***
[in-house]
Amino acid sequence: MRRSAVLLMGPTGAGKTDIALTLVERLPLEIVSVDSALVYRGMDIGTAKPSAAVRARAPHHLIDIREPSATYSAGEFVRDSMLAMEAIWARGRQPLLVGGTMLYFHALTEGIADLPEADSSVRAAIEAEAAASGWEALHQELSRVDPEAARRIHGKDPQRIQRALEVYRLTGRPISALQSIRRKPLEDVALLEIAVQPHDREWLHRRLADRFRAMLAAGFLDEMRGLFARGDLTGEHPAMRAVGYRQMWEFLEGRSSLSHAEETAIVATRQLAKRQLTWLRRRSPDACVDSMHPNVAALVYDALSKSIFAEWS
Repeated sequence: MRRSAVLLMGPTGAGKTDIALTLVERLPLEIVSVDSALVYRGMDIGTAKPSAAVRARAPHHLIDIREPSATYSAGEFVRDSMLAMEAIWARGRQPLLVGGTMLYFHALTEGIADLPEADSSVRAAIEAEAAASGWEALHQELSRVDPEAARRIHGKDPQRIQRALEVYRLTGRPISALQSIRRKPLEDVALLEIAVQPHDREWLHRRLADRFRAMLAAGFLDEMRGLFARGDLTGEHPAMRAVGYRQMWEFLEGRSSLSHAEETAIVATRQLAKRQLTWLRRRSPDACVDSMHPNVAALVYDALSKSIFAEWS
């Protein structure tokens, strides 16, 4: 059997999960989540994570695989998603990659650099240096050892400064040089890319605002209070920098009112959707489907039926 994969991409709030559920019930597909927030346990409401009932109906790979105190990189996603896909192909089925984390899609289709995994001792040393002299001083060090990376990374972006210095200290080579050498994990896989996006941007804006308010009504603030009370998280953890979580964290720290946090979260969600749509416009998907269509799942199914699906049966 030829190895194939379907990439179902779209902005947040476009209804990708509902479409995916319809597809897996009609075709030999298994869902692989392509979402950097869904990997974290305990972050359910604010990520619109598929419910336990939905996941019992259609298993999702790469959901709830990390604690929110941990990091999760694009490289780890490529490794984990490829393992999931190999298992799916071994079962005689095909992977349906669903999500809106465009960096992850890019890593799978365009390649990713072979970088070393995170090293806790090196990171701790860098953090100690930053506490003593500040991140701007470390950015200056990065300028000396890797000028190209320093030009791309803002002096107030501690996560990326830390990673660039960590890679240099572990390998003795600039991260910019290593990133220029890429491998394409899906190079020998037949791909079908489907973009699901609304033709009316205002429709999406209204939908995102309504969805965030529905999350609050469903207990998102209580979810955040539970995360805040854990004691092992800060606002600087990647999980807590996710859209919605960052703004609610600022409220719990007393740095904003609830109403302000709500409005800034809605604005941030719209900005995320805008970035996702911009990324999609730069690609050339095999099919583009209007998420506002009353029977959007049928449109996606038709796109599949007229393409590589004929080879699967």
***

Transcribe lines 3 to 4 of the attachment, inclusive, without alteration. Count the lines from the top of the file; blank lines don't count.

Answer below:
Repeated sequence: MRRSAVLLMGPTGAGKTDIALTLVERLPLEIVSVDSALVYRGMDIGTAKPSAAVRARAPHHLIDIREPSATYSAGEFVRDSMLAMEAIWARGRQPLLVGGTMLYFHALTEGIADLPEADSSVRAAIEAEAAASGWEALHQELSRVDPEAARRIHGKDPQRIQRALEVYRLTGRPISALQSIRRKPLEDVALLEIAVQPHDREWLHRRLADRFRAMLAAGFLDEMRGLFARGDLTGEHPAMRAVGYRQMWEFLEGRSSLSHAEETAIVATRQLAKRQLTWLRRRSPDACVDSMHPNVAALVYDALSKSIFAEWS
């Protein structure tokens, strides 16, 4: 059997999960989540994570695989998603990659650099240096050892400064040089890319605002209070920098009112959707489907039926 994969991409709030559920019930597909927030346990409401009932109906790979105190990189996603896909192909089925984390899609289709995994001792040393002299001083060090990376990374972006210095200290080579050498994990896989996006941007804006308010009504603030009370998280953890979580964290720290946090979260969600749509416009998907269509799942199914699906049966 030829190895194939379907990439179902779209902005947040476009209804990708509902479409995916319809597809897996009609075709030999298994869902692989392509979402950097869904990997974290305990972050359910604010990520619109598929419910336990939905996941019992259609298993999702790469959901709830990390604690929110941990990091999760694009490289780890490529490794984990490829393992999931190999298992799916071994079962005689095909992977349906669903999500809106465009960096992850890019890593799978365009390649990713072979970088070393995170090293806790090196990171701790860098953090100690930053506490003593500040991140701007470390950015200056990065300028000396890797000028190209320093030009791309803002002096107030501690996560990326830390990673660039960590890679240099572990390998003795600039991260910019290593990133220029890429491998394409899906190079020998037949791909079908489907973009699901609304033709009316205002429709999406209204939908995102309504969805965030529905999350609050469903207990998102209580979810955040539970995360805040854990004691092992800060606002600087990647999980807590996710859209919605960052703004609610600022409220719990007393740095904003609830109403302000709500409005800034809605604005941030719209900005995320805008970035996702911009990324999609730069690609050339095999099919583009209007998420506002009353029977959007049928449109996606038709796109599949007229393409590589004929080879699967």